The U.S. Housing and Urban Development (HUD) has announced a $621 million deal to refinance a previous mortgage at Co-op City, a large cooperative housing community that is home to more than 57,000 residents in the Bronx, N.Y.
HUD and Wells Fargo Bank closed on the loan that will preserve long-term affordable housing for these families and significantly lower annual interest payments for the building's owner over the next 35 years. The new mortgage is backed by the Federal Housing Administration's (FHA) General Insurance and Special Risk Insurance Fund. By guaranteeing the mortgage, FHA's Section 223(f) Program allows this 35-year loan to be financed with Ginnie Mae mortgage-backed securities.
The State of New York Mortgage Agency will provide mortgage insurance and New York City Housing Development Corp. will provide a guaranty for the first $70 million or 11.25% of the loan ($55 million and $15 million coverage of the loan, respectively). This risk-sharing arrangement reduces FHA's risk and makes mortgage financing even more affordable for the cooperative's owner.
‘This is about preserving affordable housing for the next generation of families living and working in one of the nation's highest-cost rental markets,’ says HUD Secretary Shaun Donovan. ‘Working closely with the State of New York and New York City, we're making certain that working families have a decent and affordable place to call home, while saving private owners of affordable housing significant money that they can reinvest back into their properties.’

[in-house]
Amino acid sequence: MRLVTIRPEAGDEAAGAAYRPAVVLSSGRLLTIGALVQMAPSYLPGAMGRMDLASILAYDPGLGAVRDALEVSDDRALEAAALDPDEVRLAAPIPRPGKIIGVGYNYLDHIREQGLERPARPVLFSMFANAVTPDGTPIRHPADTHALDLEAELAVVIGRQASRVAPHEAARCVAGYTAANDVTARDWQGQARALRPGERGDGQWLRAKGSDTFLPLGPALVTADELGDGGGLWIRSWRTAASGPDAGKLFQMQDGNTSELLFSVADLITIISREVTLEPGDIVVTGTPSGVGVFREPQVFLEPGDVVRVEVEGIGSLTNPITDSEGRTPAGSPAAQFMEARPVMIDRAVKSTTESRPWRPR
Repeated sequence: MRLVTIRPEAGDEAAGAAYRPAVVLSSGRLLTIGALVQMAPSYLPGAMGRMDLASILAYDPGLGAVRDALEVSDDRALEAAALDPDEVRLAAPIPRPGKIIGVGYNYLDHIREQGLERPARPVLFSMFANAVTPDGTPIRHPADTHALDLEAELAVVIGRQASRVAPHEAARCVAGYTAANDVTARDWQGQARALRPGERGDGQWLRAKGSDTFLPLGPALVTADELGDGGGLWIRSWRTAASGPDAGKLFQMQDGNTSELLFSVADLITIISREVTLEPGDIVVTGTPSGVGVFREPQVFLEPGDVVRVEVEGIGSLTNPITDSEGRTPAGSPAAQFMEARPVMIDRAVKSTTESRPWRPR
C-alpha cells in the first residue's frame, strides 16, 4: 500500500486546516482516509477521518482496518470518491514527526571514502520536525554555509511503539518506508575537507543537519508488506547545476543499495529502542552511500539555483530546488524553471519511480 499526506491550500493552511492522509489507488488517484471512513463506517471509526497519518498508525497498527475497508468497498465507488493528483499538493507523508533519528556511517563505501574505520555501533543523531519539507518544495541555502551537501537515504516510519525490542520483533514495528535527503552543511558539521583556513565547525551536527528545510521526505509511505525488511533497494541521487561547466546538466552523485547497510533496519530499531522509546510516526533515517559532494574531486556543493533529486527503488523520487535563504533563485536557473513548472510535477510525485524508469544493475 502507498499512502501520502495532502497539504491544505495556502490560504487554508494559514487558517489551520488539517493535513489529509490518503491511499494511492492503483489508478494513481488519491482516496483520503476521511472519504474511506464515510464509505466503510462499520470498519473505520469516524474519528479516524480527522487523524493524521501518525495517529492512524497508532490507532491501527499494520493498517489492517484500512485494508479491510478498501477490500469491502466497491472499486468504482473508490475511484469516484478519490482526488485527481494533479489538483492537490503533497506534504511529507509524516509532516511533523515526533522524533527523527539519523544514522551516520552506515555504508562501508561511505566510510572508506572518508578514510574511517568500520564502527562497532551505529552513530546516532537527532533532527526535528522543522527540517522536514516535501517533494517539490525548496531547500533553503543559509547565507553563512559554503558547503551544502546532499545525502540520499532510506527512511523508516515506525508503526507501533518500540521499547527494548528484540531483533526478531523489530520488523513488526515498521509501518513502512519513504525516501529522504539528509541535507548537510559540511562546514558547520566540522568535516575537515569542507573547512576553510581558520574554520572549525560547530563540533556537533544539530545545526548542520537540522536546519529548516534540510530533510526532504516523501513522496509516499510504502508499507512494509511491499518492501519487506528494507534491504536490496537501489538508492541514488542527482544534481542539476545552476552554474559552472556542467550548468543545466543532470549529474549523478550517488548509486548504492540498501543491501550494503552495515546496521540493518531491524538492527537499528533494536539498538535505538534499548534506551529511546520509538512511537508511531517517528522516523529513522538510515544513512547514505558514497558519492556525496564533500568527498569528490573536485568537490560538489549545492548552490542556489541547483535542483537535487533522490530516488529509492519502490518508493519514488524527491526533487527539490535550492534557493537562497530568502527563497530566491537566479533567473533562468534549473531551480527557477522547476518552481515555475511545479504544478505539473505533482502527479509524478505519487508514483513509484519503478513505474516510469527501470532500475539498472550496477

Originally a swamp along the west bank of New York's Hutchinson River, the 330-acre site of Co-Op City was originally the location for the short-lived Freedomland amusement park. Today, the site is home to 15,372 units in 35 residential structures, three shopping centers, a 25-acre educational park, eight parking garages, three elementary schools, two middle schools, a high school, a weather station, 14 gymnasiums, two swimming pools, 15 churches, six nursery schools and day care centers, four basketball courts, five baseball diamonds, numerous restaurants, a power plant and a multiplex movie theater.Â
Photo credit: Quibik